WASHINGTON — The American Plastics Council has released two studies touting the benefits of plastics for fighting global warming. APC plans to do three more studies to bolster the argument that some plastics have an overall positive effect in reducing greenhouse gas emissions. The studies, released Feb. 29 at a Washington news conference, argue that polyurethane refrigerator insulation and high density polyethylene or polypropylene house wraps lower utility bills, saving much more energy than it takes to manufacture them.
Arlington, Va.-based APC does not plan to get involved in the politics of the global warming debate, leaving that to the Chemical Manufacturers Association, according to APC spokeswoman Susan Moore. But APC would like to steer the debate to focus on the life cycle of plastics, not just the energy spent to manufacture products.
"Together, these studies are useful in understanding the environmental balance sheet of plastics," said Steve Hentges, director of APC's polycarbonate business unit, who is overseeing the studies for APC.
"There is an old saying that you have to spend money to make money," he said. "These studies offer a slightly different take: You have to use energy to save energy."
The refrigeration study said PU insulation can save enough energy after six weeks of use to make up for the energy spent to manufacture it.
Replacing older appliances with newer models that feature PU insulation will cut carbon dioxide emissions by 41.5 million tons a year. The study compared refrigerators with PU insulation to those that use fiberglass.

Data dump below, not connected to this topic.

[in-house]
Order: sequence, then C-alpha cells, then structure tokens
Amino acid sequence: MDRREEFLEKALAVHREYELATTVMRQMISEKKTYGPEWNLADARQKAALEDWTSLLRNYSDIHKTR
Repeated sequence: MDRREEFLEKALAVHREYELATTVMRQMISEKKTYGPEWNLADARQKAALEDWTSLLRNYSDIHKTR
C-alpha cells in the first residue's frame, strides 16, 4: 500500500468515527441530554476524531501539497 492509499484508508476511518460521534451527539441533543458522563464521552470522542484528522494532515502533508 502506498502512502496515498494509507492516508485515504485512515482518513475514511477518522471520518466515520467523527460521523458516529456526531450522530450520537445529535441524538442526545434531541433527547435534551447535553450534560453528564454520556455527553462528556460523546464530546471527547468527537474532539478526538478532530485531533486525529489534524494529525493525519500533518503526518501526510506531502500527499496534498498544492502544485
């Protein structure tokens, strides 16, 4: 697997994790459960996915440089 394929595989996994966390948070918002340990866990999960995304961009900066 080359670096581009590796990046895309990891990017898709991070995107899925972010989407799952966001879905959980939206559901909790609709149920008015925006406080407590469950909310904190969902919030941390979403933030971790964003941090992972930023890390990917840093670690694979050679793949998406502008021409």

The report had one caveat: It compared refrigerators of the same dimension, but assumed they would have equal amounts of insulation. In the real world, however, appliance makers typically use more fiberglass than they would PU in similar-size refrigerators, which gives the PU models more storage space.
According to the other study, plastic house wrap can reduce the amount of outside air that filters into a home by 10-50 percent. Since air infiltration accounts for about half of all energy used in heating or cooling a home, the study estimates that plastic house wrap has cut greenhouse gas emissions by an estimated 120 million tons to 600 million tons since 1980.
The three additional studies will look at home insulation, automobiles and food packaging.
Hentges said the insulation study will be finished in a few weeks, but will not compare the different types of plastic insulation. Rather it will create an average for all plastic insulation, weighted by market share.
The auto and food-packaging studies are more complicated, and Hentges could not say when they will be available.
The auto study will look at greenhouse gas emissions reduced by lighter cars, and the packaging study will examine the energy saved by not having to replace damaged food.